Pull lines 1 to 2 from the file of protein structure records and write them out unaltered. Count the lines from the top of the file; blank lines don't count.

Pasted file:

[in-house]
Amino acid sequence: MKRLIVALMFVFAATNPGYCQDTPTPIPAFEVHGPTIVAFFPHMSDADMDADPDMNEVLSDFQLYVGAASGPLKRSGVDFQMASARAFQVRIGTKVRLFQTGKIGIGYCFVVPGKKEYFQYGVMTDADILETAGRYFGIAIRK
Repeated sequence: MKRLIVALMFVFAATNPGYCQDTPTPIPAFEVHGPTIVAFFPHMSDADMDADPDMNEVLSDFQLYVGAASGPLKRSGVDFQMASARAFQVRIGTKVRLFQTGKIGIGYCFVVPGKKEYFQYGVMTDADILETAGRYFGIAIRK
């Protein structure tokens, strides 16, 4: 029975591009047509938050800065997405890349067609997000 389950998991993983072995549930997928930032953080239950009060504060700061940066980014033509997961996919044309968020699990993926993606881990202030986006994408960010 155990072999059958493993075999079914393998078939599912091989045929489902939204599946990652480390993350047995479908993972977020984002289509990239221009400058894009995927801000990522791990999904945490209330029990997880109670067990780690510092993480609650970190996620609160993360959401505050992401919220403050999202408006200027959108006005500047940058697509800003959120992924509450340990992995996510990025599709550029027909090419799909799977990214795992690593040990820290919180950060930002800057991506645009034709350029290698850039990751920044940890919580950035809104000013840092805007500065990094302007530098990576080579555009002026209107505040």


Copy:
[in-house]
Amino acid sequence: MKRLIVALMFVFAATNPGYCQDTPTPIPAFEVHGPTIVAFFPHMSDADMDADPDMNEVLSDFQLYVGAASGPLKRSGVDFQMASARAFQVRIGTKVRLFQTGKIGIGYCFVVPGKKEYFQYGVMTDADILETAGRYFGIAIRK